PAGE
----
Wednesday, July 23, 2008

Testosterone therapy in women

Testosterone is one of the hormones that contribute to healthy sexual function in women. Typically, however, testosterone therapy isn't recommended to improve low sex drive. For women, other factors are generally more important in determining sex drive — and much remains unknown about the effects of testosterone therapy in women.

Various factors associated with menopause and aging may contribute to changes in a woman's sexual desire and function. These include decreased estrogen levels, vaginal dryness, medication side effects, chronic health conditions, or the loss of a spouse or partner.

A woman's testosterone level gradually declines with age. Although natural menopause doesn't lead to an abrupt change in testosterone level, surgical menopause — which occurs after removal of the ovaries — can have this effect.

If a woman experiences reduced sex drive, depression and fatigue after removal of the ovaries, estrogen therapy may be recommended. If estrogen therapy isn't effective, low-dose testosterone therapy may be another option. Testosterone therapy may also be considered for postmenopausal women taking estrogen who have a decreased sex drive with no other identifiable causes.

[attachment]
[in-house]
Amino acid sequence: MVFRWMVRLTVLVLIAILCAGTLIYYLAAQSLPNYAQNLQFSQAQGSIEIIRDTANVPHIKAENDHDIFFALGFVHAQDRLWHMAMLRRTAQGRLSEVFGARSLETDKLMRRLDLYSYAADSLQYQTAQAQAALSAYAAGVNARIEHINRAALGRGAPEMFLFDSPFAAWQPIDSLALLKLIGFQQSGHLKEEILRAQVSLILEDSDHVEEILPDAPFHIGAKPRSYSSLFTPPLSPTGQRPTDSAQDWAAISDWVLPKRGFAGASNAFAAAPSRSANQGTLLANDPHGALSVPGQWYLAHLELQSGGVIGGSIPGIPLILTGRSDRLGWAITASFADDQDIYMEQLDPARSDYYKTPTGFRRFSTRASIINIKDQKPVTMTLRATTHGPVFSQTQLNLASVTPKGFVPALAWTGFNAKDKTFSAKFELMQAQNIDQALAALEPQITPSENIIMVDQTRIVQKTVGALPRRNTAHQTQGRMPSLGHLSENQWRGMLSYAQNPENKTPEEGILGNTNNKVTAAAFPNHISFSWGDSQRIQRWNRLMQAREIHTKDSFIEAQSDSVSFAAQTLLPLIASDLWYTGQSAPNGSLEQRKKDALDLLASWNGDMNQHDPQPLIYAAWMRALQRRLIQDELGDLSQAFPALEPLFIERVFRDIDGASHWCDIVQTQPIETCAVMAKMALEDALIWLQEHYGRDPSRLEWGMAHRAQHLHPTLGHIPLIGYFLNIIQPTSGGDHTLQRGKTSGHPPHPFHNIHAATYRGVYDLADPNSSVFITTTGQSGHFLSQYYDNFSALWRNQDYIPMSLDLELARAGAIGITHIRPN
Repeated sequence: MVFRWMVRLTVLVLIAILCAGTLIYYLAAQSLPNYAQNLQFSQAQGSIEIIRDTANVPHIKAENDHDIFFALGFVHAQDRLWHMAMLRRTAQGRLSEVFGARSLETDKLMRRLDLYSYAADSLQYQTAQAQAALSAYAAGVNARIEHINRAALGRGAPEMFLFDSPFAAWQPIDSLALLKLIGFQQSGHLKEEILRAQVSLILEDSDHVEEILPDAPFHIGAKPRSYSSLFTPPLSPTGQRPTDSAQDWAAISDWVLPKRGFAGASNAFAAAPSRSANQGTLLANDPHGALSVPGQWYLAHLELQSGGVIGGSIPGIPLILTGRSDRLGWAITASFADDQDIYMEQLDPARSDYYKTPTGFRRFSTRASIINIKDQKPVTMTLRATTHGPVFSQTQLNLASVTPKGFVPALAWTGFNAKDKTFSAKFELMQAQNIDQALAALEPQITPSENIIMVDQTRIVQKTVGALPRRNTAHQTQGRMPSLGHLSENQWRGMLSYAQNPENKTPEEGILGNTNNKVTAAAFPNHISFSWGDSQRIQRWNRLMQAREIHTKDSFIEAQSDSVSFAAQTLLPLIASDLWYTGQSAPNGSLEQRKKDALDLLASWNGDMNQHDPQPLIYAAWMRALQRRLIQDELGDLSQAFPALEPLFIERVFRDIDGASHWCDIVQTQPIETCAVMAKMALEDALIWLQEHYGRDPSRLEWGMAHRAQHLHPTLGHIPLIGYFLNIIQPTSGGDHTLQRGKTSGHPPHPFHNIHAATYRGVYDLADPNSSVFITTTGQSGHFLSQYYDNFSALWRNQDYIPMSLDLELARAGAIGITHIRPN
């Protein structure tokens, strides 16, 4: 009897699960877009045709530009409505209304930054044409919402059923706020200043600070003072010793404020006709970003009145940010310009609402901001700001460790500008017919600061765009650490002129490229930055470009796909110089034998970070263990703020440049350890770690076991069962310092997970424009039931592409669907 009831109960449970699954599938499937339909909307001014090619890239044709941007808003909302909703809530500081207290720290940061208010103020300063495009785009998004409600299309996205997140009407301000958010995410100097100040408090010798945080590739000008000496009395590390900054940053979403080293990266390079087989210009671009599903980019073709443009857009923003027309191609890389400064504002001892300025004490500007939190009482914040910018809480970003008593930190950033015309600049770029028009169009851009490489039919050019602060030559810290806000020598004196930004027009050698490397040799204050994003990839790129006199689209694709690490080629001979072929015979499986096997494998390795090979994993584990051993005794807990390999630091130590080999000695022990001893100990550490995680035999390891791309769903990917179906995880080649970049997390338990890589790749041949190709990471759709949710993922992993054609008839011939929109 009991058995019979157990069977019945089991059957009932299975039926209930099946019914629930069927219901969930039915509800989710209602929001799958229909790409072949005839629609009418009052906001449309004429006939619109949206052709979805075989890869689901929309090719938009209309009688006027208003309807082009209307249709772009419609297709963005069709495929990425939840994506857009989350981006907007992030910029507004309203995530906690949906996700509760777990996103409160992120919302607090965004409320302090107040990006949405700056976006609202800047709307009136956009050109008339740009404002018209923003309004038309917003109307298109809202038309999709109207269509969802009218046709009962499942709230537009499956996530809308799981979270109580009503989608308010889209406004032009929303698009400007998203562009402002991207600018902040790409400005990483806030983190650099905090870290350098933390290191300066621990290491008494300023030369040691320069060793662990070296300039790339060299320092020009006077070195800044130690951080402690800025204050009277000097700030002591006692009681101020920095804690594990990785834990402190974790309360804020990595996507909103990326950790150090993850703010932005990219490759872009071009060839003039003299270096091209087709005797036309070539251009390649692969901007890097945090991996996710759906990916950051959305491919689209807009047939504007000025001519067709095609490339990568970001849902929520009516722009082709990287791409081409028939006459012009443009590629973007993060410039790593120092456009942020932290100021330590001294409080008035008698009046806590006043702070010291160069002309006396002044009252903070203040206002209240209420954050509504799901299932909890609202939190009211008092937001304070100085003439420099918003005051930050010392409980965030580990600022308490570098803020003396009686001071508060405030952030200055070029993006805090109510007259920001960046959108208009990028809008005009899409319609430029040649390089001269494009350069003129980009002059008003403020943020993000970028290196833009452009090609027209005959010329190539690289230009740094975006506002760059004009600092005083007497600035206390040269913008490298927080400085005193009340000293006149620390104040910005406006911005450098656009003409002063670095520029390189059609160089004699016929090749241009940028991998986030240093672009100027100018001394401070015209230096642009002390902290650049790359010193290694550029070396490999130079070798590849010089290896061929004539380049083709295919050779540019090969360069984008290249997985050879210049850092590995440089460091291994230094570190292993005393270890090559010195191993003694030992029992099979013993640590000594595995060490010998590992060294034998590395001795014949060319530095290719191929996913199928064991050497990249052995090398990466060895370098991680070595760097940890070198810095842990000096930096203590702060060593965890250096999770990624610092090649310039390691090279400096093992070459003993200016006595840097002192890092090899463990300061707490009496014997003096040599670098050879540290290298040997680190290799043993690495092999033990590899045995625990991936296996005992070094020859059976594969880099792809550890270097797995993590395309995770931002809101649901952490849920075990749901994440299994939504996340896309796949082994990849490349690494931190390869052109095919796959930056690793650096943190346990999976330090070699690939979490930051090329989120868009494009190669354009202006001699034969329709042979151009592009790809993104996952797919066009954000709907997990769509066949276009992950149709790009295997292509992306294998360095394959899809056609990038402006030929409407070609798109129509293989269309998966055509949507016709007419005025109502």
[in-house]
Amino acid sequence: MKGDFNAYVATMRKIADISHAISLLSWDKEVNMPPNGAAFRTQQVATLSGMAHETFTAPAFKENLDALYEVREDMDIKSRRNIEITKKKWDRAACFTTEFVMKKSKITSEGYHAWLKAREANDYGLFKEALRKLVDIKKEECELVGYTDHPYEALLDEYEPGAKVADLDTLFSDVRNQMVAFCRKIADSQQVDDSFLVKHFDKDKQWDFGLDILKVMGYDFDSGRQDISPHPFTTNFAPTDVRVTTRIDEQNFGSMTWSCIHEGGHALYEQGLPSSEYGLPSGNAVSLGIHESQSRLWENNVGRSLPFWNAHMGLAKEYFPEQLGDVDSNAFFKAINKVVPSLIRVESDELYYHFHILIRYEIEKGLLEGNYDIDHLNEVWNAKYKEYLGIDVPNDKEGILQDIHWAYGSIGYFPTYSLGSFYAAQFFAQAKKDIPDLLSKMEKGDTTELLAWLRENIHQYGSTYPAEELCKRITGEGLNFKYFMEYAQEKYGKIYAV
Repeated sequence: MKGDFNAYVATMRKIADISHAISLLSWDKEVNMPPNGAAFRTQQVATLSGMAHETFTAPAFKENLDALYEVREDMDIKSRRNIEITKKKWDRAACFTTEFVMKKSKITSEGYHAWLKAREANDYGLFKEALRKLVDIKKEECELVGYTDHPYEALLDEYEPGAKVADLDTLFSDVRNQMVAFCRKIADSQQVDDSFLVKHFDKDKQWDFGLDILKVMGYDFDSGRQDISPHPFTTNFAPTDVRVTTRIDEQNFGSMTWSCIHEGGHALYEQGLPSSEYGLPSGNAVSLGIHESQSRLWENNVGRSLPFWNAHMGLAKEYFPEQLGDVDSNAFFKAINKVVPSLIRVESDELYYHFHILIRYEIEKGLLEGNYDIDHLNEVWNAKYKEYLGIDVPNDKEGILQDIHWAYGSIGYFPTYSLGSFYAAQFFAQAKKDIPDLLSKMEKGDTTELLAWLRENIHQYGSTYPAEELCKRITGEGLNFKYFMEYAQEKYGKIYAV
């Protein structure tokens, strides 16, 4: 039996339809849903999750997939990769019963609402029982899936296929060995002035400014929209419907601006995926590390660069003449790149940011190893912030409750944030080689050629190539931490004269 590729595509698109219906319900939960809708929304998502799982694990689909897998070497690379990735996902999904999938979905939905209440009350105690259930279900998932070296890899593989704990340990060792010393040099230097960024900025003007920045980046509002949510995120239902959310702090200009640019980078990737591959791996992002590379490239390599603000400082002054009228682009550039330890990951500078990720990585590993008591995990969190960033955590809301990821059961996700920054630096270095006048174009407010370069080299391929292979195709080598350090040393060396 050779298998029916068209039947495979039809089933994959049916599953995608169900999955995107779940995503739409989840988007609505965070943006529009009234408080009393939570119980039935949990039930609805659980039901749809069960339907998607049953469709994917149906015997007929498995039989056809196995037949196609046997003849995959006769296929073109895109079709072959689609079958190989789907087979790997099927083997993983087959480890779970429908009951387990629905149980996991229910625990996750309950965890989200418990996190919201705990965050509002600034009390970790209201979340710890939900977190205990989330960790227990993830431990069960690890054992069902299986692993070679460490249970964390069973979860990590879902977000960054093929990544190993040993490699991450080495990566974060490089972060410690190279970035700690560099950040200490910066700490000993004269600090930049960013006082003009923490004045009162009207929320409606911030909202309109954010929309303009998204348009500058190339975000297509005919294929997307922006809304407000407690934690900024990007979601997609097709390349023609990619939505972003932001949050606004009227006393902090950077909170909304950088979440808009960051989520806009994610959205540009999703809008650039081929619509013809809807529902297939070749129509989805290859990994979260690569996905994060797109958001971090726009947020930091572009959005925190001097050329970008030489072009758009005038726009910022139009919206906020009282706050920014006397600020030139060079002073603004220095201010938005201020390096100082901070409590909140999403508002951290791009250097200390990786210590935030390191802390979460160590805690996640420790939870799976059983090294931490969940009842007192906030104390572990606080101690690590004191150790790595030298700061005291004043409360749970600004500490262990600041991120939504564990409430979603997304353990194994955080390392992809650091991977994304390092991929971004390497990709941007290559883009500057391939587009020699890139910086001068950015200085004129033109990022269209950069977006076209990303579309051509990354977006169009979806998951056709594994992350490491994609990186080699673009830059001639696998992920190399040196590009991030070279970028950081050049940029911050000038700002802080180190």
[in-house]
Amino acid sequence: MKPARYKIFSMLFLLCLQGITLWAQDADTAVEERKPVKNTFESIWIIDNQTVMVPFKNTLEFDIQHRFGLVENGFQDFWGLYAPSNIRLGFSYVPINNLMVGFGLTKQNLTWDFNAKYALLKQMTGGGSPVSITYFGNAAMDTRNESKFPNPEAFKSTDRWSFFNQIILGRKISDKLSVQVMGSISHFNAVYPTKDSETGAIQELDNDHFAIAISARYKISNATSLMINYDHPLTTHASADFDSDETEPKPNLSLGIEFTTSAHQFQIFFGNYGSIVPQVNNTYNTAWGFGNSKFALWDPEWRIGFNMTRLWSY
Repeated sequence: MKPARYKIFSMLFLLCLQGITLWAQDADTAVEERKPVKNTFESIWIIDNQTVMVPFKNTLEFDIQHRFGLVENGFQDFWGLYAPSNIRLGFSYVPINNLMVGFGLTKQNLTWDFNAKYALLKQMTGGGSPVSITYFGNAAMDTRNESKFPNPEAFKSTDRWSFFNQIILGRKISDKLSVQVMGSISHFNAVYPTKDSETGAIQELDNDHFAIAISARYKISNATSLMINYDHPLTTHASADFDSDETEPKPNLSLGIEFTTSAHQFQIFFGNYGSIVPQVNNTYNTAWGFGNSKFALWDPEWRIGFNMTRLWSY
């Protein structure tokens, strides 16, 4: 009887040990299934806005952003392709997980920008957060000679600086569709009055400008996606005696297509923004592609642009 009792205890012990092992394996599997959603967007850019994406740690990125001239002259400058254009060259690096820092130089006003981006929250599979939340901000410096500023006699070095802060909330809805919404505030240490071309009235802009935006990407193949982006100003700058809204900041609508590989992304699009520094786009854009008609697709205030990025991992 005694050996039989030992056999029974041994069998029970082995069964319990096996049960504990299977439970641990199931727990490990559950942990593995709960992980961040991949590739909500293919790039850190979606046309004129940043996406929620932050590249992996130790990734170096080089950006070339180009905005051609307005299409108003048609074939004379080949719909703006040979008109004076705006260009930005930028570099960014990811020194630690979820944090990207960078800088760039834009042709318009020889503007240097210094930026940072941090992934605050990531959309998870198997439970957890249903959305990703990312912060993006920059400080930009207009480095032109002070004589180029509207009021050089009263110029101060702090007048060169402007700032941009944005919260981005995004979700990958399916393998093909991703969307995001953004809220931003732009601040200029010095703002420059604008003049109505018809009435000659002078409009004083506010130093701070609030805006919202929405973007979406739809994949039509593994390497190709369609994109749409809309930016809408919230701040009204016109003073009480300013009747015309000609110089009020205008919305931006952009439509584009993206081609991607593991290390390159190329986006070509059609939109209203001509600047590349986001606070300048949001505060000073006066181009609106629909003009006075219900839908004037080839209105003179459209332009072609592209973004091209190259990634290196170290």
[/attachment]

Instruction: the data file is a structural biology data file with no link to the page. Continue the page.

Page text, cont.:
In general, testosterone therapy is prescribed only for women who have sufficient estrogen levels. Typically, testosterone therapy isn't recommended for women who are postmenopausal and can't or choose not to take estrogen. Testosterone therapy isn't appropriate for postmenopausal women who have a history of breast or uterine cancer or those who have cardiovascular or liver disease.

For women, testosterone therapy can be given in the form of a cream or gel, and sometimes it's prescribed as a pill or injection. There have been no long-term studies of the risks and benefits of testosterone therapy in women. The most common side effects of testosterone therapy include acne and excess facial hair. Less common side effects include lowering of the voice, enlargement of the clitoris, liver problems, and mood or personality changes.

If you choose to try testosterone therapy, it's important to carefully monitor your symptoms and any side effects.